BALTIMORE -- The one criticism you could make of the Ravens in their 55-20 win is bad timing.
Holding a 24-point lead (41-17) with under six minutes left in the third quarter, the Ravens raised some eyebrows when they scored a touchdown off a fake field goal. Holder Sam Koch took the snap and ran untouched seven yards to the end zone, much to the surprise of the Raiders and the sellout crowd at M&T Bank Stadium.
Were the Ravens guilty of running up the score? Ravens coach John Harbaugh doesn't think so.
"I wish I could say that we stand up there -- and you guys might roll your eyes at this a little bit -- and you feel like the game is out of hand and we don't need those points," Harbaugh said after the game. "When I'm looking at the clock, and I'm seeing 25 minutes left in the game, a lot of things can happen. Turnovers can happen, people can score quick. So, if they're going to give us an opportunity for four points that we normally wouldn't have, we just feel obligated to take advantage of that."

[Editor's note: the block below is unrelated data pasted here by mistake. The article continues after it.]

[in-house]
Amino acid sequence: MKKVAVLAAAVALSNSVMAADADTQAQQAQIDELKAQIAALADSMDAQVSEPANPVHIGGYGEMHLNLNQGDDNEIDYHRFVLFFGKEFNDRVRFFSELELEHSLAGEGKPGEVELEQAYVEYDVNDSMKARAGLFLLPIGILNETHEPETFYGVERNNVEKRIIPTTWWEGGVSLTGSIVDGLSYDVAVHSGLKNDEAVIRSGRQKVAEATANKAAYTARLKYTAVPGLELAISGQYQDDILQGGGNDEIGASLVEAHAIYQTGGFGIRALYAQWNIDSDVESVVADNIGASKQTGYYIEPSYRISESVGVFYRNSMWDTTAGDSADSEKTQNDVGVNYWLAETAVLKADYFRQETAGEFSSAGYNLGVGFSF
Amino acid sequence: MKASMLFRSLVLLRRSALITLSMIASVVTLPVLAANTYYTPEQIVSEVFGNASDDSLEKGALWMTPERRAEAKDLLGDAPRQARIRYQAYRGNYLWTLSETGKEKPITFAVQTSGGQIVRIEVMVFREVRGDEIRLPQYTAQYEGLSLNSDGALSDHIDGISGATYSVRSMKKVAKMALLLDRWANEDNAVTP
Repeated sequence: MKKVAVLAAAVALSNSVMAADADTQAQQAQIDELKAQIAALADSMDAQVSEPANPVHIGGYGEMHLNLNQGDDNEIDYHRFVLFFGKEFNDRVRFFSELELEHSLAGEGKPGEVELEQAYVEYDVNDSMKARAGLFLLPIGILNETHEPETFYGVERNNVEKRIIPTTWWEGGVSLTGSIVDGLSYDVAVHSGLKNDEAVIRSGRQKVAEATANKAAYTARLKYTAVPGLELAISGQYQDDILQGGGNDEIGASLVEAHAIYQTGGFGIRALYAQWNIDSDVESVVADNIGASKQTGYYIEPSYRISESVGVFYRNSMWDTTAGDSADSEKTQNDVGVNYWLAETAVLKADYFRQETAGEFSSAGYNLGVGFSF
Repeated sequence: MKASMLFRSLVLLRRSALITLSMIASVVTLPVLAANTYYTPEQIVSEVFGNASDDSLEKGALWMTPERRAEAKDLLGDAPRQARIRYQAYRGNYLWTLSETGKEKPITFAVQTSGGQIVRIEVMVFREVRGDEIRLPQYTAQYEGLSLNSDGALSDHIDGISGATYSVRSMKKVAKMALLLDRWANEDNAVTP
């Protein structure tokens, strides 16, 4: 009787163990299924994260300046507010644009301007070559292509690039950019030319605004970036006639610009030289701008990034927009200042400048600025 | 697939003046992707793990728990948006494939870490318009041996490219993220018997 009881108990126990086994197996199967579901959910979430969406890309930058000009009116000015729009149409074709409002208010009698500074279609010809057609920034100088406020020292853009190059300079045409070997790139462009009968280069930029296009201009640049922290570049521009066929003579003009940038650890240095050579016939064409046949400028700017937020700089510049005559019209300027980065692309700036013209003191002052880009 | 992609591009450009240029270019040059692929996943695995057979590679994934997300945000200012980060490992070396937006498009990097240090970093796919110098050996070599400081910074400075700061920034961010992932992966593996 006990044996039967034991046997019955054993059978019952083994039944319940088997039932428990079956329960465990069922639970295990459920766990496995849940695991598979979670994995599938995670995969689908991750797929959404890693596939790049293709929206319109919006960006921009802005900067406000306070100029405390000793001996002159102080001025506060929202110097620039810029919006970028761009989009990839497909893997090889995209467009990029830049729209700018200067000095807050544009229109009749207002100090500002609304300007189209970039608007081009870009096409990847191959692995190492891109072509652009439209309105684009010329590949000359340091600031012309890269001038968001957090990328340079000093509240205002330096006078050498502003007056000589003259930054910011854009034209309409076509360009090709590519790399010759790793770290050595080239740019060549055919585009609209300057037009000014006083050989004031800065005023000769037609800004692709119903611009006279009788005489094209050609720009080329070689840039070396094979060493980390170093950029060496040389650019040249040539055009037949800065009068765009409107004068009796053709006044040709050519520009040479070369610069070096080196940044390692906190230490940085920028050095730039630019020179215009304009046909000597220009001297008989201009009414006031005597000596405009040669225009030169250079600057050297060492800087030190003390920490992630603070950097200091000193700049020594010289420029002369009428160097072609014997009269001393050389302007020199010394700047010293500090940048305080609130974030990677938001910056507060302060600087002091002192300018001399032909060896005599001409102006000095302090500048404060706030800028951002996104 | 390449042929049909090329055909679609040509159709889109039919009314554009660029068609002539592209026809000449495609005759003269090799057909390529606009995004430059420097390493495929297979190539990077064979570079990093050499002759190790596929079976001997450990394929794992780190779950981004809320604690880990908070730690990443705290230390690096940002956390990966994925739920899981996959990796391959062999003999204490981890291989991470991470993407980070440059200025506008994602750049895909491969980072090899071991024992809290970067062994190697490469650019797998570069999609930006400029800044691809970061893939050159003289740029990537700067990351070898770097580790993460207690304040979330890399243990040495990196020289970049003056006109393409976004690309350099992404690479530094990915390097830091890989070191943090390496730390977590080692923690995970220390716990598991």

Was it poor taste for the Ravens to run a trick play at that point? Probably. Did they break some sort of football etiquette? Maybe. But it's not the Ravens' responsibility to show mercy to another team. It's like what they say about touchdown celebrations. If you don't like them, keep the other team out of the end zone.
Raiders coach Dennis Allen didn't seem bothered by the fake field goal.
"It's our job to go out there and stop them," he said.
Harbaugh explained that the fake field goal was his call. The instruction to Koch was for him to run it to the left side if the Raiders overloaded on the right side.
"It was in the game plan all week," Harbaugh said. "They gave us the opportunity, and we called it."
Koch said he was unaware if the Raiders players were upset by the play.
"I was too busy doing high-fives and spiking the ball," he said.